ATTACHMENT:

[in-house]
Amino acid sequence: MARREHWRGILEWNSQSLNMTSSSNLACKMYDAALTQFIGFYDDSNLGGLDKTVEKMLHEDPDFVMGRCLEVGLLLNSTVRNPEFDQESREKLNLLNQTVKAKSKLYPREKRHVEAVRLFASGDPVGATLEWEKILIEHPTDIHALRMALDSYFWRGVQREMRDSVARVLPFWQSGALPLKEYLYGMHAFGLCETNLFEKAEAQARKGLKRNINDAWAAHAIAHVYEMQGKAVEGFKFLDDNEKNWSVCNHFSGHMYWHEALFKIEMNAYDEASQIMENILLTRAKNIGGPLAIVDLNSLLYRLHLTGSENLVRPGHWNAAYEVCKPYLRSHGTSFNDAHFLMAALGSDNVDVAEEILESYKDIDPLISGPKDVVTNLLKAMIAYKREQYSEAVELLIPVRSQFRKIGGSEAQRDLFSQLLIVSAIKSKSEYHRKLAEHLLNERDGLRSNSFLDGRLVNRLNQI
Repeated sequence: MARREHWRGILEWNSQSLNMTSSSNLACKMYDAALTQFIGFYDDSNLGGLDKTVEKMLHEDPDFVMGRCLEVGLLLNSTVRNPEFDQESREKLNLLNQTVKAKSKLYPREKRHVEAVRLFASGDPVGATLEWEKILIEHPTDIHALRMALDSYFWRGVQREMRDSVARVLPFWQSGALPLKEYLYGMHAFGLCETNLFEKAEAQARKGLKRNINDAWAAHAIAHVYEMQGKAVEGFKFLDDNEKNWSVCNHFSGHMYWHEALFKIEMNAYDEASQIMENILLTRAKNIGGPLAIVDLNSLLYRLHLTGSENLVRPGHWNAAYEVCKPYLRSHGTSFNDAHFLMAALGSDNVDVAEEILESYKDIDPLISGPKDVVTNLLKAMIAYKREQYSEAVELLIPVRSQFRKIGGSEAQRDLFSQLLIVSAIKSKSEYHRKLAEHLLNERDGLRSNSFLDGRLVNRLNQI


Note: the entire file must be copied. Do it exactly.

[in-house]
Amino acid sequence: MARREHWRGILEWNSQSLNMTSSSNLACKMYDAALTQFIGFYDDSNLGGLDKTVEKMLHEDPDFVMGRCLEVGLLLNSTVRNPEFDQESREKLNLLNQTVKAKSKLYPREKRHVEAVRLFASGDPVGATLEWEKILIEHPTDIHALRMALDSYFWRGVQREMRDSVARVLPFWQSGALPLKEYLYGMHAFGLCETNLFEKAEAQARKGLKRNINDAWAAHAIAHVYEMQGKAVEGFKFLDDNEKNWSVCNHFSGHMYWHEALFKIEMNAYDEASQIMENILLTRAKNIGGPLAIVDLNSLLYRLHLTGSENLVRPGHWNAAYEVCKPYLRSHGTSFNDAHFLMAALGSDNVDVAEEILESYKDIDPLISGPKDVVTNLLKAMIAYKREQYSEAVELLIPVRSQFRKIGGSEAQRDLFSQLLIVSAIKSKSEYHRKLAEHLLNERDGLRSNSFLDGRLVNRLNQI
Repeated sequence: MARREHWRGILEWNSQSLNMTSSSNLACKMYDAALTQFIGFYDDSNLGGLDKTVEKMLHEDPDFVMGRCLEVGLLLNSTVRNPEFDQESREKLNLLNQTVKAKSKLYPREKRHVEAVRLFASGDPVGATLEWEKILIEHPTDIHALRMALDSYFWRGVQREMRDSVARVLPFWQSGALPLKEYLYGMHAFGLCETNLFEKAEAQARKGLKRNINDAWAAHAIAHVYEMQGKAVEGFKFLDDNEKNWSVCNHFSGHMYWHEALFKIEMNAYDEASQIMENILLTRAKNIGGPLAIVDLNSLLYRLHLTGSENLVRPGHWNAAYEVCKPYLRSHGTSFNDAHFLMAALGSDNVDVAEEILESYKDIDPLISGPKDVVTNLLKAMIAYKREQYSEAVELLIPVRSQFRKIGGSEAQRDLFSQLLIVSAIKSKSEYHRKLAEHLLNERDGLRSNSFLDGRLVNRLNQI